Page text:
The software giant Oracle is best known for its database software and its powerful suite of applications aimed at large companies: There’s enterprise resource planning — ERP is the business of tracking the process of making and selling products — and human capital management, or HCR, the business of tracking, paying and promoting people.
But in recent years Oracle has gone deeper into a few of its “vertical industries” by building or buying technology aimed at a specific line of business. One of those is retail. Hinting at Oracle’s belief that in-store and online retailing will be important to its future, about 18 months ago it spent $5.3 billion to acquire Micros, a supplier of hardware and software aimed at the retail and hotel business. It was Oracle’s largest acquisition since it bought Sun Microsystems in 2010.
So with memories of the 2015 holiday season still fresh, Re/code caught up with Mike Webster, Oracle’s senior VP and head of its retail and hospitality business. Webster runs Oracle’s retail strategy, sales, service and support operations, and has been around the retail industry for 28 years.
Re/code: When I think of Oracle I think of manufacturing and distribution. I don’t think of it in retail. What does Oracle do there?
Webster: We’re glad you think of Oracle in the context that you mentioned. We focus on seven industry segments where we wanted to build specific capabilities and expertise, and retail is one of them. We sell all the ERP software, and database and middleware. But we also have a comprehensive set of products related to merchandising, retail planning, supply chain, commerce, point-of-sale and analytics specific to retail. And we’re increasingly offering all of these on the Oracle cloud.
Who are some of your customers?
Two that come to mind are Kohls.com, which runs on our retail e-commerce engine, and the Adidas footwear stores, which use our point-of-sale system when you check out of a store.
I’m curious what you think of an argument put forth by Netsuite CEO Zach Nelson that the future of ERP is simply commerce. Obviously Oracle participates in both. But I wonder what you think of Nelson’s assessment?
We aim to give our customers the best of both worlds. We give them a robust set of horizontal products that they can count on to run their businesses day in and day out. … I don’t think of it as an “either-or choice” … but I wouldn’t want to mix how I manage my employees with how I manage my customer transactions. … Will there be greater integration between these things? Sure. Do we think they’re all going to end up in one single solution? Not in the near-term.
I tend to think of Oracle as something used by really large companies, but I’m curious if pivoting to the cloud has changed your customer profile a bit. Can you reach smaller companies?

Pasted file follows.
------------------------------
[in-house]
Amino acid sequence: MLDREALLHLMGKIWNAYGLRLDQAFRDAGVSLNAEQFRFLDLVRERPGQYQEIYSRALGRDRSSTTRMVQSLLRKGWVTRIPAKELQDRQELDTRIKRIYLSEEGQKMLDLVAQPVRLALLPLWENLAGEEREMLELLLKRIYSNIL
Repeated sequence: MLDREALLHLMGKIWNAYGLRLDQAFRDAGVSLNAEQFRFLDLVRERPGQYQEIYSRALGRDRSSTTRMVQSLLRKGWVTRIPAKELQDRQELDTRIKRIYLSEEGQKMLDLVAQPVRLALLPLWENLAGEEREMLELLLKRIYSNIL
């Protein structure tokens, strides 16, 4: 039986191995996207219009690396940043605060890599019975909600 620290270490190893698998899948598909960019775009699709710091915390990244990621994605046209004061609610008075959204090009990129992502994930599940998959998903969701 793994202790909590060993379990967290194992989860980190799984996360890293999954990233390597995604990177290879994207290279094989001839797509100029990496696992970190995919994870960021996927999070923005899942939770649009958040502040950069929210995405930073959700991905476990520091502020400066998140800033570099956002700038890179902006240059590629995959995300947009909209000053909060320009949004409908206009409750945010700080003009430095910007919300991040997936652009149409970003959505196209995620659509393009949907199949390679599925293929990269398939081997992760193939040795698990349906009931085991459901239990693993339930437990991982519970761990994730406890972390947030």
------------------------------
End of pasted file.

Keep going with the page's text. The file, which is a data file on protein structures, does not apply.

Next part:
With the cloud we’re able to address a broader set of customers who lack the IT staff that we couldn’t reach before. We have some of the biggest retail names in the world, but we also have some great mid-market retailers, like the handbag company Elaine Turner, and Lids, the company known for baseball caps. They’re getting access to the same Oracle tools that they didn’t have the IT resources to use before.
So, generally speaking, what did your clients see during the holiday season?
The way we think about the holiday season is that it was a good season by the numbers. We saw sales grow about 8 percent from Black Friday through Christmas. We saw that acceleration in the stores and online. I think in the U.S. we’ve become a bit of a procrastination nation. Roughly 10 percent of customers were completing their shopping by mid-December. I think the season got off to a late start, and there was a lot of anxiety among retailers through the season, but it turned out to be a strong holiday. I think the role that technology and cloud enabled that is interesting. The seasons are getting compressed and you can argue that it got compressed this year because of warmer weather or by time pressures on consumers. There’s lots of different opinions on that. But I think that our broader capabilities to help our customers deliver commerce anywhere to their customers help them successfully manage the compressed spike we saw.
Was there anything surprising that you didn’t expect?
One thing that gets lost in the popular narrative is the continued relevance of stores. A lot of people still shop in stores and a lot of transactions get concluded there.
The long-term narrative about retail sales is that online stores are replacing the physical stores. But in recent years we’ve seen the lines between them get really blurry. How are your customers managing that transition?
I’d agree that the lines are getting blurry. The retailers that are succeeding are the ones that are making the customer journey a lot more seamless regardless of where they begin or end. There is still a lot of traffic in a store but about 60 percent of those transactions that end in a store are influenced via a digital channel. You’re just as likely to buy something in a store that you discovered online as you are to buy something online that you first saw in a store. We think that process is becoming seamless, and it’s something that we like to call converged commerce, which is breaking down the barriers that prevent a customer from having a consistent experience whether online or in the store. … The cloud is instrumental in stitching all of that together before you get to the store and also when you’re in the store itself.
This article originally appeared on Recode.net.